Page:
AWS Additional Monitoring Tools
AWS Config is an AWS fully managed change management solution within AWS. It allows you to track the change history of individual resources and configure notifications when a resource changes.
This is achieved by means of config rules. A config rule represents the desired state that the resource should be in.
Config rules allow you to monitor for systems that fall outside of your set baselines and identify which changes caused the system to fall out of compliance with the baseline. AWS Config is enabled on a per-region basis, so you need to enable it for every region in which you want to use it.
Bear in mind that AWS Config is a monitoring tool and does not actually enforce baselines, nor does it prevent a user from making changes that cause a resource to move out of compliance.
AWS Config enables you to capture the configuration history for your AWS resources, maintain a resource inventory, audit and evaluate changes
in resource configuration, and enable security and governance by integrating notifications with these changes. You can use it to discover AWS resources in your account, continuously monitor resource configuration against desired resource configuration, and check the configuration details for a resource at a given point in time.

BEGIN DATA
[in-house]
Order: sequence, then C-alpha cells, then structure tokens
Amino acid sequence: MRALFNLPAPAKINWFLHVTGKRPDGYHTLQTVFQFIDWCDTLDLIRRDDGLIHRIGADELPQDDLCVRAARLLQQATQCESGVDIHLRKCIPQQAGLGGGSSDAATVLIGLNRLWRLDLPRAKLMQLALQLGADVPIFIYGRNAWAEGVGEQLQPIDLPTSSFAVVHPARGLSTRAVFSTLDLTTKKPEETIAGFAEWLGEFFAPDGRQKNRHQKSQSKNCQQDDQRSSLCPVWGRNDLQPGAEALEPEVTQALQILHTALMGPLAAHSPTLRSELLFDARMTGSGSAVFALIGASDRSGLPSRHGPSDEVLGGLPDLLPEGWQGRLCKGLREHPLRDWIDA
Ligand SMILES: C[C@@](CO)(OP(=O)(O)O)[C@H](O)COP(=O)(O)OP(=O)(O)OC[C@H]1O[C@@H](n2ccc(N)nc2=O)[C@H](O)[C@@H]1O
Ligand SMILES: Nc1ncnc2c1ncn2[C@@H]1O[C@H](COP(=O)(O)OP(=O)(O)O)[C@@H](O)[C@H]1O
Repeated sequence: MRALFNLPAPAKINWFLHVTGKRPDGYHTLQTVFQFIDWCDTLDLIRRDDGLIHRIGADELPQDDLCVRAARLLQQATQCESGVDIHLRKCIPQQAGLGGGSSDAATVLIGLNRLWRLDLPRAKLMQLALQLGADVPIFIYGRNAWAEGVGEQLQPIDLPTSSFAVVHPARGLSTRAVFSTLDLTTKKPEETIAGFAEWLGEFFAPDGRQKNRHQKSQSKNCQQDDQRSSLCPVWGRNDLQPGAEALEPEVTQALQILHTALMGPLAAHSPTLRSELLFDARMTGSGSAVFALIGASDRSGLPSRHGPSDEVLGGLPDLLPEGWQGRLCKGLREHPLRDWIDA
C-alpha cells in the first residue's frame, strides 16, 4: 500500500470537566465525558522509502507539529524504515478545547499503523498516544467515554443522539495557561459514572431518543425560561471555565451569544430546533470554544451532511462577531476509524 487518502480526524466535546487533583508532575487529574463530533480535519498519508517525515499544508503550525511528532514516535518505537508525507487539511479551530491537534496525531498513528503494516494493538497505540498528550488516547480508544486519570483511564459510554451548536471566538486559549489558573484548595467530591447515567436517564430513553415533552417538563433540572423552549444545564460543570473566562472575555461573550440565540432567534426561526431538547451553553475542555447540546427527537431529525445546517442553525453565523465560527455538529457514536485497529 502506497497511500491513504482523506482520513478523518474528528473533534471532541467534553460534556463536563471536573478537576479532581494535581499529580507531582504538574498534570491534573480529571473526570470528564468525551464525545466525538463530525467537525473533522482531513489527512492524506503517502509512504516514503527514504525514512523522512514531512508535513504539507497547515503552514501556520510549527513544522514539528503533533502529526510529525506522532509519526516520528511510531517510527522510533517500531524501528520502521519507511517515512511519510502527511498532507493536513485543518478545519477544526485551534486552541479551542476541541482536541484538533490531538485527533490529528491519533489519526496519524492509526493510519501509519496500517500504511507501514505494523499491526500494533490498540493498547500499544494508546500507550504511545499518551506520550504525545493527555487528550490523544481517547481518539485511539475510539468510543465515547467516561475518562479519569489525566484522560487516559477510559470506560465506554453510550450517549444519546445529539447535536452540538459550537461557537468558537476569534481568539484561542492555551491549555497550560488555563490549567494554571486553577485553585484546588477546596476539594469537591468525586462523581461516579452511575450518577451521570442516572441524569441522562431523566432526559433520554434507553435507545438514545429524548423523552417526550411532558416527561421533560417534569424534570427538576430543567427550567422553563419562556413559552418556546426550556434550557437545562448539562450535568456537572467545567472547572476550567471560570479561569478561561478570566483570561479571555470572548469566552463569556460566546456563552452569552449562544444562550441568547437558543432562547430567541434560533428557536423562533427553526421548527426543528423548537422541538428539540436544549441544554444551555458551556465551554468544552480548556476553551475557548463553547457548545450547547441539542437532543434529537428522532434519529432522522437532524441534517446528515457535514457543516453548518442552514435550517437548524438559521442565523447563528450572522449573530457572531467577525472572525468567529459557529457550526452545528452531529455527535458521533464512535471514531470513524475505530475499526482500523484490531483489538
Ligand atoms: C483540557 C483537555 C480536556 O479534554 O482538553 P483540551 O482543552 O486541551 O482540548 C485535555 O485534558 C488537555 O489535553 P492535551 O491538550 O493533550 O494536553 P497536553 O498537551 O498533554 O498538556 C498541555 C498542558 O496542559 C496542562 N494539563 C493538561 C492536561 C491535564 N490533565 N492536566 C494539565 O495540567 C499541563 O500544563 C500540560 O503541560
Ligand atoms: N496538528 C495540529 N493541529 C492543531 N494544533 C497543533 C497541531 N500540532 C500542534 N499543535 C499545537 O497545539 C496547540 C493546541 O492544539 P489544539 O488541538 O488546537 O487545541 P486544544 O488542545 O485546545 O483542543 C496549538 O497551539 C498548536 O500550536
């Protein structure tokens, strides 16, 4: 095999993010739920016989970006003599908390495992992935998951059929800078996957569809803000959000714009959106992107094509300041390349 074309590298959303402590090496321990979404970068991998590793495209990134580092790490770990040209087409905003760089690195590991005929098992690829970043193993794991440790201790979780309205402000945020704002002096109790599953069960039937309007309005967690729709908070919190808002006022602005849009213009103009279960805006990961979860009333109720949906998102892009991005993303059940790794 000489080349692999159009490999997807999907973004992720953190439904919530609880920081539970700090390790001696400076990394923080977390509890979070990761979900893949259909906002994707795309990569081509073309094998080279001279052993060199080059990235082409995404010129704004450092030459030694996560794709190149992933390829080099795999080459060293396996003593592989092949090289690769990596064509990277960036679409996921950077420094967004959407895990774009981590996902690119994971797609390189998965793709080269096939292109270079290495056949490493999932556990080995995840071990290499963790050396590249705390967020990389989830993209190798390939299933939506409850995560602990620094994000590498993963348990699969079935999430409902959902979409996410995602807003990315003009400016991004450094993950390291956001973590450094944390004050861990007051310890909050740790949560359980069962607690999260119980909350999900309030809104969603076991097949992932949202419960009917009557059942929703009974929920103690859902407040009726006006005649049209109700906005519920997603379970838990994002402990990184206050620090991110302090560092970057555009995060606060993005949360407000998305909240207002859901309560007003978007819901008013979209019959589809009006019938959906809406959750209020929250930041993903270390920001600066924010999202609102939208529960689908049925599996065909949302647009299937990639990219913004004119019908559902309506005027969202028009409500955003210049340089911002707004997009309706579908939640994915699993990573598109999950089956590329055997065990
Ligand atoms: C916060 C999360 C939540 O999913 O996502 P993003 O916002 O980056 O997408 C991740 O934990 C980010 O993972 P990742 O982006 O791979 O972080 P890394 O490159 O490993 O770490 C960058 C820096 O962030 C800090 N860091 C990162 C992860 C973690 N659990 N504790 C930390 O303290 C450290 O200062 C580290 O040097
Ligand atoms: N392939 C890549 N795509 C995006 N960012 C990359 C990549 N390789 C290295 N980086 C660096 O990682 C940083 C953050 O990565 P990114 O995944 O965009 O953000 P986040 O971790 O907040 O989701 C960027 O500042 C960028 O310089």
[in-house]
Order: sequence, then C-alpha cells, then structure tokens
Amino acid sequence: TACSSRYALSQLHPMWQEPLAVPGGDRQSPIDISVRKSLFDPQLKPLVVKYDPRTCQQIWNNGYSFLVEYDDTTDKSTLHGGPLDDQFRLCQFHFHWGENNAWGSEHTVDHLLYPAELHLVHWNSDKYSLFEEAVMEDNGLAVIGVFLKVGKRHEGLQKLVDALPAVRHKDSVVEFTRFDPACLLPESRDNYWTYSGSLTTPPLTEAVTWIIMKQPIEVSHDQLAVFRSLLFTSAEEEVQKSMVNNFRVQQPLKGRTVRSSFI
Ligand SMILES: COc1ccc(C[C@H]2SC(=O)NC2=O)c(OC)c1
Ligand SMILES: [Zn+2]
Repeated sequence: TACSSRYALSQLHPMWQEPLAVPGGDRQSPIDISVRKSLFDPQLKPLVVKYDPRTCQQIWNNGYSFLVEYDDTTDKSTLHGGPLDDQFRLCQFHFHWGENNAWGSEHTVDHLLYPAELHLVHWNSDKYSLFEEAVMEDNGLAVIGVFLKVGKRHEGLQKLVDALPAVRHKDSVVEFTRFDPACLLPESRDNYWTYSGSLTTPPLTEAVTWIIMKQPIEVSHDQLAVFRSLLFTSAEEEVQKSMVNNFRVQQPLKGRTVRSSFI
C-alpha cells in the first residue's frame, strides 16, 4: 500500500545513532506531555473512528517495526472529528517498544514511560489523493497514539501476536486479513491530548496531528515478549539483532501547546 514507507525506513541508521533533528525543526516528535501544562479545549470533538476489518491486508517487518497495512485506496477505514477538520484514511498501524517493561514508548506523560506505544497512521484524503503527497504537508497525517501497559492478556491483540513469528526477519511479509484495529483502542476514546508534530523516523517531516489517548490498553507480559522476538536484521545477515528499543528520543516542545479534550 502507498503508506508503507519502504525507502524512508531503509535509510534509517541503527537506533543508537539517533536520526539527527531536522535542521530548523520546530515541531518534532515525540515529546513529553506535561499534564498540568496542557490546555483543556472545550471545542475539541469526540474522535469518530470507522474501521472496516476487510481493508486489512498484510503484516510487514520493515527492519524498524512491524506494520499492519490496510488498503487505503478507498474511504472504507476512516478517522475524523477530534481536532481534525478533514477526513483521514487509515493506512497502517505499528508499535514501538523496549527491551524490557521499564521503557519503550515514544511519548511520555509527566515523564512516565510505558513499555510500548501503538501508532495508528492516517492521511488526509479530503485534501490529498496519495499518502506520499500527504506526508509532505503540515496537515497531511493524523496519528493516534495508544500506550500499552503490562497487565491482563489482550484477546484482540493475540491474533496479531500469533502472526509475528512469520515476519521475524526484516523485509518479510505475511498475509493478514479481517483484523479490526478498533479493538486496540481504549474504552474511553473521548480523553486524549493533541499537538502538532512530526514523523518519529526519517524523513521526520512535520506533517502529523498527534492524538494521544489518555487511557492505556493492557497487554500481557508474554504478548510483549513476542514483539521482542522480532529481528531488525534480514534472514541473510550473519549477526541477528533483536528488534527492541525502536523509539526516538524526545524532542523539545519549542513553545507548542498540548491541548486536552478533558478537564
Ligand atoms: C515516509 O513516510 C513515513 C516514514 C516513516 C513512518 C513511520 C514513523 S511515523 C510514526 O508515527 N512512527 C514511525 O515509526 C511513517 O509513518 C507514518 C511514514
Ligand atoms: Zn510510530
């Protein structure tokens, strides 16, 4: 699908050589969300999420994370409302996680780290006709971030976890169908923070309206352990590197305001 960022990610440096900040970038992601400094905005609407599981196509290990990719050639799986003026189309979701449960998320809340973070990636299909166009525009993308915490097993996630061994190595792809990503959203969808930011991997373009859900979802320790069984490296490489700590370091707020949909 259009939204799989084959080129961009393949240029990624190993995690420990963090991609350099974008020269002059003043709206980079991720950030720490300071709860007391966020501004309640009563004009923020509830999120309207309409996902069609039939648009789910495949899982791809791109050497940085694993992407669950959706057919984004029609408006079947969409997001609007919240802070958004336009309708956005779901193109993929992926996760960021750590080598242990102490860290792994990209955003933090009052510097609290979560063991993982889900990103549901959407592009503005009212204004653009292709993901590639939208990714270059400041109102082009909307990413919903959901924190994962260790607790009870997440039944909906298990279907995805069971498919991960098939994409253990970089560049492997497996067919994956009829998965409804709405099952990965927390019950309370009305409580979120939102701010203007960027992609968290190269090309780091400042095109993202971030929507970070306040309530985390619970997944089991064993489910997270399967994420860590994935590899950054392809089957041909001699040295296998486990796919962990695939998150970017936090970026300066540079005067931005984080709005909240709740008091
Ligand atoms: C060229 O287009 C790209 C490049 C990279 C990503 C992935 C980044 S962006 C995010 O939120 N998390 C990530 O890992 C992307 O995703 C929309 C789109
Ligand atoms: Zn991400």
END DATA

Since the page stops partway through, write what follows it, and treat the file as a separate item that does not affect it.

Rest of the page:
AWS Config is used to assess compliance as according to your set internal guidelines for maintaining resource configurations, as well as enabling compliance auditing, security analysis, resource change tracking, and assisting with operational troubleshooting.
AWS Trusted Advisor
AWS Trusted Advisor service analyzes and checks your AWS environment in real-time and gives recommendations for the following four areas:
Trusted Advisor or TA integrates with AWS IAM so you can control access to checks as well as to categories.
The current status of these checks is displayed in the TA dashboard as follows:
Red: Action recommended
Yellow: Investigation recommended
Green: No problem detected
Where the colour is red or yellow, TA provides alert criteria, recommended actions, and relevant resource details, such as details of the
security groups allowing unrestricted access via specific ports.
Six core checks are available for all AWS customers free of charge.
Five checks for security plus one check for performance:
security groups-unrestricted ports
MFA on root account
Elastic block storage public snapshot
RDS public snapshot.
AWS Inspector provides for the automation of security assessments. The assessments can be set to run on a schedule or when an event occurs that is monitored by Amazon CloudWatch, or also via an API call. The dashboard shows the assessments, as well as the findings from the various scans that have run.
Amazon Inspector makes use of assessment templates that define which sets of rules you want to run against your environment.
Two types of assessments are offered by AWS Inspector: network assessments and host assessments.
Network assessments don’t require any agent to be installed. However if you want detailed information about processes running on a specific port then you need to install the AWS Inspector Agent.